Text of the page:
Cut to the first time I cooked pasta for the Kiwi. After I finally find the pot {we were at his house}, I filled it up with water and put it on the stove.  He, lovingly, asked me what the heck I was doing.  To which I replied “I’m making pasta.  What does it look like I’m doing?  Dinner will be ready in an hour because I have to wait for this massive amount of water to boil.”  He then, lovingly, filled up the kettle, or jug as we like to call it, and flipped the switch.  In less than two minutes the water was happily boiling away.  He added it to the pot, which I had emptied, and less than a minute later it was already back to a boil.  So simple.

Of course, I still cooked the whole package of pasta and made him eat pasta for a week, but that is beside the point.  I have since learned how to cook for two, but most importantly, I have learned how to boil water in less than 5 minutes.

What about you? Growing up, did you use a jug to boil water for pasta? My mom is very anti gadgets so its entirely possible its just a weird family quirk that caused me angst all these years.  Or is it more a difference in our American vs Kiwi upbringing?

Kiwi and Peach: Avocado Pasta with Roasted Tomatoes

Avocado Pasta with Roasted Tomatoes

{adapted for two from Flourishing Foodie}

The Roasted Tomatoes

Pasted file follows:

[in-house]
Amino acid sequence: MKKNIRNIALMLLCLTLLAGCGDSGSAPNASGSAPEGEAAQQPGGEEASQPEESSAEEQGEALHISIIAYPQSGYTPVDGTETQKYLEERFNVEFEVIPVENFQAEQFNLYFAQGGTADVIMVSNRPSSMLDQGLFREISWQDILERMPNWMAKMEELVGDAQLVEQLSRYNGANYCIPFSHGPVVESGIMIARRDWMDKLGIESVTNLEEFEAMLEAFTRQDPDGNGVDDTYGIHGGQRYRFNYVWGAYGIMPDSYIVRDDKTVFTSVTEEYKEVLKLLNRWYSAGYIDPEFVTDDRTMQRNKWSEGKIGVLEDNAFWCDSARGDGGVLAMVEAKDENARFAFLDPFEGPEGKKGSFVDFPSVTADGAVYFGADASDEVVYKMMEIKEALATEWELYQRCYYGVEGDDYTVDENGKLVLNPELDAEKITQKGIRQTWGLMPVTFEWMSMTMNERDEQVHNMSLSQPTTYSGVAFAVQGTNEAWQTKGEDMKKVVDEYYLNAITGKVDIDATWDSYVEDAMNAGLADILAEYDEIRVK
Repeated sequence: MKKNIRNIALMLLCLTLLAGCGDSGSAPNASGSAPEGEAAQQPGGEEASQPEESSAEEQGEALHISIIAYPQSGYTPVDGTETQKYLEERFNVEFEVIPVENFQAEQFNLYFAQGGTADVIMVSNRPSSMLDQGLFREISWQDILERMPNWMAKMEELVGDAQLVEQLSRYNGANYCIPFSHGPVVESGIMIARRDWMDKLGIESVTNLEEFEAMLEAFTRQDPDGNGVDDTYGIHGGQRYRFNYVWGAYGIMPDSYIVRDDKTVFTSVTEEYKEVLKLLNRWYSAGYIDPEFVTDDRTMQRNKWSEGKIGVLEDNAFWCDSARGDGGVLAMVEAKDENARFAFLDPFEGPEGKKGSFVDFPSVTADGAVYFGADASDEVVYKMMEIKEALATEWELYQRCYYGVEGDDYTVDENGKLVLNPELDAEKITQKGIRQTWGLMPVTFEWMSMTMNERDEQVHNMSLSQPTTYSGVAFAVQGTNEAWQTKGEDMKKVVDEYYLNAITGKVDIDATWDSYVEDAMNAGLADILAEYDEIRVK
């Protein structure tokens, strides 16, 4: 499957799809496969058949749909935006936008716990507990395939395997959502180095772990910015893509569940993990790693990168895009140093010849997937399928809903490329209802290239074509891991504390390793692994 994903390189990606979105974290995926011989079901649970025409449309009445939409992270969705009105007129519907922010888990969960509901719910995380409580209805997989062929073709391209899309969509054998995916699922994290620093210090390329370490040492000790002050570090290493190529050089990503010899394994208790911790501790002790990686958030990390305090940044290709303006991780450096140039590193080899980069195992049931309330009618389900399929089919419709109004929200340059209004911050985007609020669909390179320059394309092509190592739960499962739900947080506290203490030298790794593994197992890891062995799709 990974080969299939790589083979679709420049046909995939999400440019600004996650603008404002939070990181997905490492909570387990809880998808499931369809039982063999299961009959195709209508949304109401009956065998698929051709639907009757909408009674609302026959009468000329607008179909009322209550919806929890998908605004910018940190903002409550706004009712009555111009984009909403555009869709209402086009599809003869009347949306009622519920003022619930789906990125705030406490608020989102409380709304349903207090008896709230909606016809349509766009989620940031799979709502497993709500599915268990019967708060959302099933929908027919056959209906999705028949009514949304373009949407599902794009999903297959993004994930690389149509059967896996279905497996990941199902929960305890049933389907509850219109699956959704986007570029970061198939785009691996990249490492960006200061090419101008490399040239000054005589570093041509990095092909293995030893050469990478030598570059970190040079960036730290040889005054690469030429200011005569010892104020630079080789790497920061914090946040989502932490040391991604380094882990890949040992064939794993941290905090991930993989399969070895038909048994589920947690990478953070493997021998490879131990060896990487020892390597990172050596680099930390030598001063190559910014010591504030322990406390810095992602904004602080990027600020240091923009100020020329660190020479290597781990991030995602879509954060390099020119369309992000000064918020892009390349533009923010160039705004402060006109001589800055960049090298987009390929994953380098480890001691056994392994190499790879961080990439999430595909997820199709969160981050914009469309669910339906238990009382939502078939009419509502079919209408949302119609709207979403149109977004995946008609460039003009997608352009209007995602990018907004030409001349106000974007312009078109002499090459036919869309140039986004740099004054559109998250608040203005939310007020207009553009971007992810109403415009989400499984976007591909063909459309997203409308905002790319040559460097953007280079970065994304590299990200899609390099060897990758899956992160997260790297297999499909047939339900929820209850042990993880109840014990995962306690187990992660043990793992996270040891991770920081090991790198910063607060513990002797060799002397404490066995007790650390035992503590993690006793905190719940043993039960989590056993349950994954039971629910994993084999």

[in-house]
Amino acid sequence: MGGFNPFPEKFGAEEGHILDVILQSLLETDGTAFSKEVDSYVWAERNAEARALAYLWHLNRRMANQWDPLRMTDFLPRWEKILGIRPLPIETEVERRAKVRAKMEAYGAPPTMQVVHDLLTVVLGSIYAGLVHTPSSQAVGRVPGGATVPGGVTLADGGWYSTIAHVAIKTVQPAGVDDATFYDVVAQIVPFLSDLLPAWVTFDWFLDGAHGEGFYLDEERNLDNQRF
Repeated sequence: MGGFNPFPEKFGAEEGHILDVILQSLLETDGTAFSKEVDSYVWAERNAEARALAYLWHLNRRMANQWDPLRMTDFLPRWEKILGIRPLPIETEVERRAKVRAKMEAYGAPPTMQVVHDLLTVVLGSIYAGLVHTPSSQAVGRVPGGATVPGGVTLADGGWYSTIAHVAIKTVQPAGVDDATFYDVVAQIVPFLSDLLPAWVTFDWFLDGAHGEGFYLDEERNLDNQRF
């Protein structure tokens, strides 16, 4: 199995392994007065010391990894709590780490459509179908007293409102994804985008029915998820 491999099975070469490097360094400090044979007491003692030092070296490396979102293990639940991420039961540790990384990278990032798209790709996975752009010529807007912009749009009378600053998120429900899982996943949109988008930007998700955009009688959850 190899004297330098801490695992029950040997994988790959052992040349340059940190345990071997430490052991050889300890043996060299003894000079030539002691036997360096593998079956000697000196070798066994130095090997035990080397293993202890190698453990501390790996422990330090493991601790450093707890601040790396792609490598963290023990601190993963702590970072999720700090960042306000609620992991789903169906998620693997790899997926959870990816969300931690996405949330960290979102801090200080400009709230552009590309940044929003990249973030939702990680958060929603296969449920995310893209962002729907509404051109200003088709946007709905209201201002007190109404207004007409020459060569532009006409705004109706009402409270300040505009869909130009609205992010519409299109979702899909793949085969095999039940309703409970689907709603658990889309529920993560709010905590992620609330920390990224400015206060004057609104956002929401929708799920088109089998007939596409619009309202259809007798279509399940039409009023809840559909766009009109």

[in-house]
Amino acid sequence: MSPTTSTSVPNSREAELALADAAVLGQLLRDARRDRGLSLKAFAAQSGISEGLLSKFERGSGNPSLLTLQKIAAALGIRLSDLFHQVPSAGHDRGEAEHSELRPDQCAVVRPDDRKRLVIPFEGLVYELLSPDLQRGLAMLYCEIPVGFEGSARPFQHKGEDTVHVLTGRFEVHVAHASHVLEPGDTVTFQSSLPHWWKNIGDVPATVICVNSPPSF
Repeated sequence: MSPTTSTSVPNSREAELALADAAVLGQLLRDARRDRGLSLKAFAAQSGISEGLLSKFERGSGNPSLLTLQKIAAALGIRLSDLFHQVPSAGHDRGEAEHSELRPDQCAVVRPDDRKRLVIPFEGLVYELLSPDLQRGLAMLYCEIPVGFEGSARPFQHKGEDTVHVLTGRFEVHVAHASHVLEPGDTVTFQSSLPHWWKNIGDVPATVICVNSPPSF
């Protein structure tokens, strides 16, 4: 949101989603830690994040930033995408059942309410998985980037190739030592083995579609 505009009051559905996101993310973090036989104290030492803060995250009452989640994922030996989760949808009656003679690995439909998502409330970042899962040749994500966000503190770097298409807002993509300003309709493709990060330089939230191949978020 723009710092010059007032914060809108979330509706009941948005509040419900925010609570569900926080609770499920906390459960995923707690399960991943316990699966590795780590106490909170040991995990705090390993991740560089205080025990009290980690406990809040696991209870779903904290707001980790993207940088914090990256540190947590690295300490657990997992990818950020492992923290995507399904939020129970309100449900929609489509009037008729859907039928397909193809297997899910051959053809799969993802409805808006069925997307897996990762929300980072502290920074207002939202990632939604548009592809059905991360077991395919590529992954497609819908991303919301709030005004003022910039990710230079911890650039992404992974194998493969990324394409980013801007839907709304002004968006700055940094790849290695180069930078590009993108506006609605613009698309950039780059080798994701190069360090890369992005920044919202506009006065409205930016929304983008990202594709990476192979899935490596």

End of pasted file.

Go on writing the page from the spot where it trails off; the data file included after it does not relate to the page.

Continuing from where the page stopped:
10 cherry tomatoes
1 Tbsp olive oil
2 tsp salt

The Sauce
1 ripe avocado
1 clove of garlic
½ tsp salt
juice from 1/2 a lemon {or about 1 tbsp}

The Pasta
4 ounces {100 grams} whole wheat linguini
about 1 Tbsp salt
about 1 tsp olive oil

Preheat your oven to 300°F {150°C}.

Rinse your tomatoes and then cut them in half lengthwise.  Line a baking sheet with baking paper and scatter the tomatoes on it.  Drizzle with olive oil and sprinkle with garlic salt and, if you’d like, any herbs you have laying about.  Give them a toss and put them in the oven for about an hour.

Your kitchen will smell amazing!  Go be productive for a half hour {or browse Pinterest}, and come on back when your tomatoes have about 20-30 minutes left.

Boil your jug and start heating a large pot on medium high heat.  Pour the water into the pot, add a bit of salt and a bit of oil, and bring back to a boil.  Add your pasta and cook according to the package directions {usually 11-13 minutes}.

While the pasta is cooking, scoop the yummy parts of the avocado into a food processor.  Add a clove of garlic, salt and pepper, and squeeze some lemon juice in there as well.  Turn it on and mix until it has a creamy consistency and is mostly lump free.

When the pasta is finished, drain it and return it to the pot.  Add the avocado sauce and mix well.

Go ahead and plate the pasta.  The tomatoes should be finished by this point, so strategically place them on your pasta {making sure to hide a few extra in yours}.  Garnish with freshly grated parmesan and fresh ground black pepper and enjoy!

Kiwi and Peach: Avocado Pasta with Roasted Tomatoes